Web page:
Argentic Lends $31M on Caerus Group’s Office Play in LIC, Greenpoint
Caerus Group has locked in $30.5 million in fixed-rate debt from Argentic to finance a portfolio of two recently repositioned office properties located in Greenpoint, Brooklyn and Long Island City, Queens, Commercial Observer has learned.
The loan is backed by an office at 74 Kent Street, between Franklin and West Streets, in Greenpoint and at 11-20 46th Road in Long Island City. Together, the two office buildings total 65,000 square feet.
A Newmark Knight Frank (NKF) team led by Dustin Stolly and Jordan Roeschlaub, the vice chairmen and co-heads of debt and structured finance, along with senior managing director Daniel Fromm brokered the debt on behalf of Caerus.
“[Caerus] has done an incredible job redeveloping and leasing the assets, creating two best-in-class office buildings in the high-growth submarkets of Long Island City and Northern Brooklyn,” Roeschlaub said in prepared remarks. “[The properties’] tenancy will provide reliable and consistent cash flow while mitigating the need for ongoing leasing costs.”
In Long Island City, the four-story property was originally built in 1947 and was repositioned by the company in 2018, CoStar data shows. Educational services firm TheraCare occupies the entire building on a lease that expires in June 2034, according to CoStar Group data.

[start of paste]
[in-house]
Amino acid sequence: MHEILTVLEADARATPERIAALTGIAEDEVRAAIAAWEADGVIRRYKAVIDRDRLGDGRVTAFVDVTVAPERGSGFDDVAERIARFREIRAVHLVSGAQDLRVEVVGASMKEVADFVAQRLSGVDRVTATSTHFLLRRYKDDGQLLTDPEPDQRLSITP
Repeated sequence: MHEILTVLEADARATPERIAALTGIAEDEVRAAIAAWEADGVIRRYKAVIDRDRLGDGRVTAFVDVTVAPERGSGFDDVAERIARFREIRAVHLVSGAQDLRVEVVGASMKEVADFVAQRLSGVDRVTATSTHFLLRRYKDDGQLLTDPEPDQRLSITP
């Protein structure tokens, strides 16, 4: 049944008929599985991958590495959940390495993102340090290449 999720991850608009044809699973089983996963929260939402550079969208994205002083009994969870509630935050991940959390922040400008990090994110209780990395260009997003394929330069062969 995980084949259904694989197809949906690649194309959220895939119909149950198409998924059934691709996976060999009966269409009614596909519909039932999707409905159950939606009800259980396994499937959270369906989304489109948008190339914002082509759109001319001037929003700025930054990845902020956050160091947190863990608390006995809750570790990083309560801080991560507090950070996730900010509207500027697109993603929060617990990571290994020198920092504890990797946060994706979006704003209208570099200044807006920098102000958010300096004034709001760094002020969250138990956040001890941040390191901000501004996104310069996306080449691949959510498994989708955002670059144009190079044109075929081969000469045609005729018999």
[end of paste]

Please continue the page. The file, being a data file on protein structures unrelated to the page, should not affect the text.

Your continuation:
In Greenpoint, the four-story property — designed by Hustvedt Cutler Architects — is a 111-year-old former Eberhard Pencil Factory that was repositioned to office in 2017, according to information from CoStar.
The building is home to Project Franklin, a retail innovation incubator and subsidiary of Walmart, according to CoStar and confirmed by a source. Project Franklin is part of Walmart’s incubator program called Store No. 8, which has several operations working under a range of covert names, like Code Eight and Project Kepler. In January 2018, Project Franklin was announced, and Bart Stein, the former co-founder and CEO of Wim Yogurt, was tapped to head up the venture.
The Brooklyn property also hosts a branch of New York University Langone Health, which signed a 15-year lease in April last year to take nearly 17,000 square feet across the lower level and the ground floor, with the asking rent in the mid-$50s per square foot, as CO previously reported; NKF brokered that NYU lease arrangement.
“[Our] emphasis on layouts, use of space and location selection continues to play out in 2019,” Caerus senior managing partner Leo Tsimmer said in a prepared statement. “The team saw an opportunity to capitalize on great buildings and locations, and our effort was rewarded with appreciation from credit-rated tenants and quick absorption as a result.”
Argentic declined to comment on the transaction.